U.S. Department of Justice: Enhancements for Juvenile Indigent Defense SystemsDeadline: May 8, 2019
The Enhancements for Juvenile Indigent Defense Systems program will support states and localities in developing and implementing tools and strategies to ensure that youth involved with the juvenile justice system have fair and equal access to high-quality legal representation and to resources that address the collateral consequences of justice system involvement. This program will provide funding to enhance juvenile defense in one or more of the following areas: staff training, data collection and analysis, juvenile defense delivery system analyses, and/or addressing a specific need(s) identified by the state or locality related to juvenile defense services delivery.
This initiative is composed of two categories:
Category 1: State and Local Juvenile Defense System Enhancements – This program will provide funding to: develop and implement specialized training for public and appointed defenders who provide services to juvenile defendants from arrest through post-disposition and reentry; improve data collection and reporting capacity of the juvenile court system, specifically relating to youth and their legal representation, and access to services pre- and post-adjudication; analyze the juvenile defense delivery system(s) to identify critical program, practice, and policy needs, areas for improvement, and aspects that are working well and may be replicable and/or scalable across jurisdictions; and address an identified need(s) or gap(s) within the applicant’s juvenile justice system related to providing juvenile offenders with full access to high-quality, specialized juvenile defense services.
- Focus Area 1: Provide specialized training for public and appointed defenders who provide services to juvenile defendants from arrest through post-disposition and reentry. Areas in which applicants may provide training include, but are not limited to: behavioral development, the impact of exposure to violence and trauma on human development and well-being, substance abuse, and mental health issues; juvenile interviewing and advising techniques; juvenile-specific laws and procedures; juvenile-specific disposition advocacy, including evidence-based service programs that promote youth success and public safety; and the impact of collateral consequences on juvenile recidivism. Applicants who focus on this category of work should demonstrate how they will leverage web-based learning technology to maximize their proposed program’s reach and impact.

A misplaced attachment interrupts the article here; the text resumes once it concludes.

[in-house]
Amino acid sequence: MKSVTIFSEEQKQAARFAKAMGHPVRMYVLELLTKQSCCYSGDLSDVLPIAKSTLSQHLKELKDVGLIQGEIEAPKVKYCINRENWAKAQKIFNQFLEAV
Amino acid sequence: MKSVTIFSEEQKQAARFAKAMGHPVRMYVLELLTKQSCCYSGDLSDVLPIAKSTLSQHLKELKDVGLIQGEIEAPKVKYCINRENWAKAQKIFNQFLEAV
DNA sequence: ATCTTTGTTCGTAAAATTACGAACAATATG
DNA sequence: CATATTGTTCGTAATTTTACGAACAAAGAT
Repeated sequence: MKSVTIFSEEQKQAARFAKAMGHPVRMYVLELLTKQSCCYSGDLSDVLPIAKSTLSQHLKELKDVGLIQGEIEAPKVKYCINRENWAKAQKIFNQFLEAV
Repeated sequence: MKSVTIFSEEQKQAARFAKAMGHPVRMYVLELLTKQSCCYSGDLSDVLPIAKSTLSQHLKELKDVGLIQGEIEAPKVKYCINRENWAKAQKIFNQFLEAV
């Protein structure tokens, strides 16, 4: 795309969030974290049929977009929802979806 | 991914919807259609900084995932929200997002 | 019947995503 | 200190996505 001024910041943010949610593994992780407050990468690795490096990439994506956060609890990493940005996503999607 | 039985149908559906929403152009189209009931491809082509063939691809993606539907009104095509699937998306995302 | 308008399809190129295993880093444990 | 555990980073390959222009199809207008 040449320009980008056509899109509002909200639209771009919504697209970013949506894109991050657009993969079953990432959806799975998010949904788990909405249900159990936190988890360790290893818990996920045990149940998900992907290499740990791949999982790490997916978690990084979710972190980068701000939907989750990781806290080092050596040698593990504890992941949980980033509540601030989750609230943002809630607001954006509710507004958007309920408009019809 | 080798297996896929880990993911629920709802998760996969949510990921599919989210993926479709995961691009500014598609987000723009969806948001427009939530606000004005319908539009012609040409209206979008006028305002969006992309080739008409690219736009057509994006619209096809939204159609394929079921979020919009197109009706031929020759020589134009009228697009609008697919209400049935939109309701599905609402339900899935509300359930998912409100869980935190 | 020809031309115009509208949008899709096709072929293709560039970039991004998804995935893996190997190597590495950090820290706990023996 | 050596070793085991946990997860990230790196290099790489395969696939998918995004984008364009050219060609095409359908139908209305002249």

- Focus Area 2: Improve data collection and reporting capacity for the juvenile court system, specifically relating to youth and their legal representation and access to services pre- and post-adjudication. In many states, a lack of uniform and specific metrics related to juvenile defense systems and access to juvenile defense counsel makes identifying strengths and gaps difficult, inhibits cross-jurisdictional comparison, and can result in gaps in services, sometimes referred to as “justice by geography.” Key metrics that awardees should consider collecting in each case and in the aggregate include, but are not limited to: the point at which counsel is appointed in a case; whether juvenile defense counsel is present at each stage of a case (intake, diversion, bail/bond, detention, probable cause, pre-adjudication, plea or adjudication, disposition, appeals, and post-disposition); whether counsel was waived or withdrawn, and at which stage; and case outcomes.
- Focus Area 3: Analyze the juvenile defense delivery system to identify critical needs and gaps in services, areas for improvement, and aspects that are working and may be replicable and/or scalable across jurisdictions. Applicants should conduct a baseline analysis of access to and quality of juvenile defense counsel in their service area in order to provide system stakeholders with critical, actionable information on which to base juvenile justice system improvement efforts. Applicants should examine and compare trends, gaps, and points of success across jurisdictions.